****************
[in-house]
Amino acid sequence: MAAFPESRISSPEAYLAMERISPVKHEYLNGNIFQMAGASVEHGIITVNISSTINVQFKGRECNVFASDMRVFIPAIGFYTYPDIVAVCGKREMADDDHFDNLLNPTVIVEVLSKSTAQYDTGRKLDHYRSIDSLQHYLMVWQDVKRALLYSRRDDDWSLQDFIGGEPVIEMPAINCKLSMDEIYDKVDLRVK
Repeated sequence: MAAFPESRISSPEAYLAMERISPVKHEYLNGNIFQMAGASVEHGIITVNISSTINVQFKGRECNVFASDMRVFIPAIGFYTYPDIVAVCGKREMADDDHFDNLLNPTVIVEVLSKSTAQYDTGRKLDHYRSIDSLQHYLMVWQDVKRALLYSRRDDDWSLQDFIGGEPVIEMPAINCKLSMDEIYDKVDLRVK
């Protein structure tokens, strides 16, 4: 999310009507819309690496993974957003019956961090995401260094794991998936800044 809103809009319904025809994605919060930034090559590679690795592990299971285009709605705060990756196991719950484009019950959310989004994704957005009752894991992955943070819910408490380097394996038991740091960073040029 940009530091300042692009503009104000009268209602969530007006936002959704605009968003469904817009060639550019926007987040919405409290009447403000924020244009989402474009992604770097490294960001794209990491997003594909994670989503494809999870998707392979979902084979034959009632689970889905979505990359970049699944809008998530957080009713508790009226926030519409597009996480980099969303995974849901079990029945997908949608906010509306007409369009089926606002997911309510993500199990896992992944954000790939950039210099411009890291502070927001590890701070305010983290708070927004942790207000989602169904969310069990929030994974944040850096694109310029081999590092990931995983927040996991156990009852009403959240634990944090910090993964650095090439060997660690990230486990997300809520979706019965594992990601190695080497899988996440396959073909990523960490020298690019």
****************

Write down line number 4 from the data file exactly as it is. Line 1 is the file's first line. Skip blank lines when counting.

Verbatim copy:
């Protein structure tokens, strides 16, 4: 999310009507819309690496993974957003019956961090995401260094794991998936800044 809103809009319904025809994605919060930034090559590679690795592990299971285009709605705060990756196991719950484009019950959310989004994704957005009752894991992955943070819910408490380097394996038991740091960073040029 940009530091300042692009503009104000009268209602969530007006936002959704605009968003469904817009060639550019926007987040919405409290009447403000924020244009989402474009992604770097490294960001794209990491997003594909994670989503494809999870998707392979979902084979034959009632689970889905979505990359970049699944809008998530957080009713508790009226926030519409597009996480980099969303995974849901079990029945997908949608906010509306007409369009089926606002997911309510993500199990896992992944954000790939950039210099411009890291502070927001590890701070305010983290708070927004942790207000989602169904969310069990929030994974944040850096694109310029081999590092990931995983927040996991156990009852009403959240634990944090910090993964650095090439060997660690990230486990997300809520979706019965594992990601190695080497899988996440396959073909990523960490020298690019």